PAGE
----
Lord John Bird’s proposed Creditworthiness Assessment Bill – the plan to make rental payments a compulsory part of a good credit score – has received ringing cross-party endorsement during a key parliamentary debate.
The bill was hailed as ‘genius’ during a House of Commons petitions committee debate on October 23. The debate, on taking into account rental data during mortgage applications, was triggered by Plymouth dad Jamie Pogson’s 147,307 signature-strong petition on the subject.
During the debate, Jonathan Reynolds MP, Labour’s Shadow Economic Secretary to the Treasury, pledged that the opposition front bench was fully behind Lord Bird’s bill while his opposite number Stephen Barclay MP insisted that current regulations did not stop lenders from taking rental payments into account.
The rental exchange scheme by The Big Issue and Lord Bird I think is hugely positive. In fact, I think that it is a genius idea and I can’t believe that people haven’t thought of it sooner
The Big Issue’s rental exchange scheme, run in collaboration with credit reference agency Experian, helps to build up a positive credit file for tenants based on this idea – and has already seen more than one million social housing tenants sign up to the initiative.
This will mean fairer access to more affordable credit, for things as simple as white goods, so borrowers won’t be forced towards rapacious lenders.
The scheme has led to a move to help many more renters, not just those in social housing. Big Issue founder and cross-bench peer Lord Bird has been actively pushing for his Creditworthiness Assessment Bill which is making its way through the Lords. It aims to make it compulsory for lenders to take rental payment and council tax payment into account when assessing potential borrowers. At present this is not mandatory.
Stalybridge and Hyde MP Reynolds said: “As has been said, up to 80 per cent of renters have seen their credit rating rise when they have been able to include their rental payments in their credit score. Crucially, it has added a digital footprint, which is so important these days, for many people who simply did not have one before.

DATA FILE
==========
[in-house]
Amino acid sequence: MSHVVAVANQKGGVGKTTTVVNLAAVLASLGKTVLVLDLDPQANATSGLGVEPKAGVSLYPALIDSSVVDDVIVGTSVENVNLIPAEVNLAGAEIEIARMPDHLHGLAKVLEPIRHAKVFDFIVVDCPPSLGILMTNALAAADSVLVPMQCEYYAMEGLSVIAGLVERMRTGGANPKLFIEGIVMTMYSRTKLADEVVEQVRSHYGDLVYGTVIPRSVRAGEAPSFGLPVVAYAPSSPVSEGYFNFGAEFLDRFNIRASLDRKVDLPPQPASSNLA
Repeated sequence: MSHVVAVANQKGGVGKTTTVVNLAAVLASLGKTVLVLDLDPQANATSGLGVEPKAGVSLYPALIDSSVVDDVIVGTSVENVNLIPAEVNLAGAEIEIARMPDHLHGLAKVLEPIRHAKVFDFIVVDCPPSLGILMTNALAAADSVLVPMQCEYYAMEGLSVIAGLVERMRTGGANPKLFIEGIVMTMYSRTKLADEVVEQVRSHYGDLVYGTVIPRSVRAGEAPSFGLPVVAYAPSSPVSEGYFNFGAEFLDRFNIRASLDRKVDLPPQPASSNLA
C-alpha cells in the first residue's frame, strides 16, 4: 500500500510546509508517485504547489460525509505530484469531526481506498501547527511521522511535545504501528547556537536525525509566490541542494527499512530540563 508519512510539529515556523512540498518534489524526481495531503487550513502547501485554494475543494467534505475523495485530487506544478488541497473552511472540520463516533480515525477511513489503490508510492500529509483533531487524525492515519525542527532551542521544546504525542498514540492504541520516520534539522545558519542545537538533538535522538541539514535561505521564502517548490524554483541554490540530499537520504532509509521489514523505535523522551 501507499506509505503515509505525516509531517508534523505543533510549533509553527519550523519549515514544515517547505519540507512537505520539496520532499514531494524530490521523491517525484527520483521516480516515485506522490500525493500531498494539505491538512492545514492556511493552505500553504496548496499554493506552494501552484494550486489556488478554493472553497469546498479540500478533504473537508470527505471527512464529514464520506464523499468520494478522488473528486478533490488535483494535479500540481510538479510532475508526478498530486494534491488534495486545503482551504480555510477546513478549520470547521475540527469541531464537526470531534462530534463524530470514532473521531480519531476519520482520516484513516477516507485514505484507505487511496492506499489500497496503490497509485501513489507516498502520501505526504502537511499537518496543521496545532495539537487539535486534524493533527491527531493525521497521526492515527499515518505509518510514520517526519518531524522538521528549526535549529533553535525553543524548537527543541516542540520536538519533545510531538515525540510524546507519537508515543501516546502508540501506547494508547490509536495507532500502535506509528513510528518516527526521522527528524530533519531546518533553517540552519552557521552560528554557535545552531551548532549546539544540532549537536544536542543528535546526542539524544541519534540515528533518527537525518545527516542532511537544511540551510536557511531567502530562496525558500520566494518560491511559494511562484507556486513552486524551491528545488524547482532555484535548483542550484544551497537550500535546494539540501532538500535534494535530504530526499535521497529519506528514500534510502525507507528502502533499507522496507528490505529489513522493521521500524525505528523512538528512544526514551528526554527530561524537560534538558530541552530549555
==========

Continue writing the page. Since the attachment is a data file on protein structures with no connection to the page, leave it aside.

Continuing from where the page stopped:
“I was able to meet with Lord Bird quite recently and have a chat about the principles behind his bill and I think that, if you can excuse the pun, it is to his credit that he has put this bill forward. I think that what a lot of us would like to see is a considered attempt to tackle some of the root causes of poverty in this country.
“In response to this e-petition, I am happy to pledge in principle the support of the opposition front bench for the kind of initiative that this e-petition talks about and for Lord Bird’s bill which seeks to put it into legislation. It seems like a sensible way forward that hopefully we can all agree upon.”
Mr Barclay, Conservative MP for North East Cambridgeshire, added: “The government agrees that a history of paying rent on time is a factor that lenders can consider when assessing creditworthiness but it is a factor alongside other factors that they should take on board.
“Credit reference agencies being able to access data relating to histories of tenants paying rent will benefit both the buyer and the lender.”
In total, more than 92,000 people have sold The Big Issue since 1991 to help themselves work their way out of poverty – more than could fit into Wembley Stadium.
The initiative was also hailed by the SNP economic lead Kirsty Blackman, who represents Aberdeen North. She said: “The rental exchange scheme by The Big Issue and Lord Bird I think is hugely positive. In fact, I think that it is a genius idea and I can’t believe that people haven’t thought of it sooner because it is just a great way in order to ensure that, for social rent in particular, rental payments are evidence of creditworthiness. And that evidence is an important issue.”
It’s brilliant to see such strong, cross-party support in the Commons for The Big Issue ‘Rental Exchange’ initiative, the inspiration behind my Bill.
However, David Jones, Conservative MP for Clwyd West, pointed out a potential “artificial layer of bureaucracy” between landlord and tenant through the use of payment platform CreditLadder to transfer rent fees.
He also cited CreditLadder’s lack of backing by the Financial Services Compensation Scheme as a concern.
Big Issue founder Lord Bird said: “It’s brilliant to see such strong, cross-party support in the Commons for The Big Issue ‘Rental Exchange’ initiative, the inspiration behind my Bill.
“Jamie’s debate marks the start, and not the end, of the campaign to make rent count. There’s still a way to go, but we’re on track to help millions of renters in Britain get fairer access to more affordable credit; a long-overdue hand-up for Generation Rent.”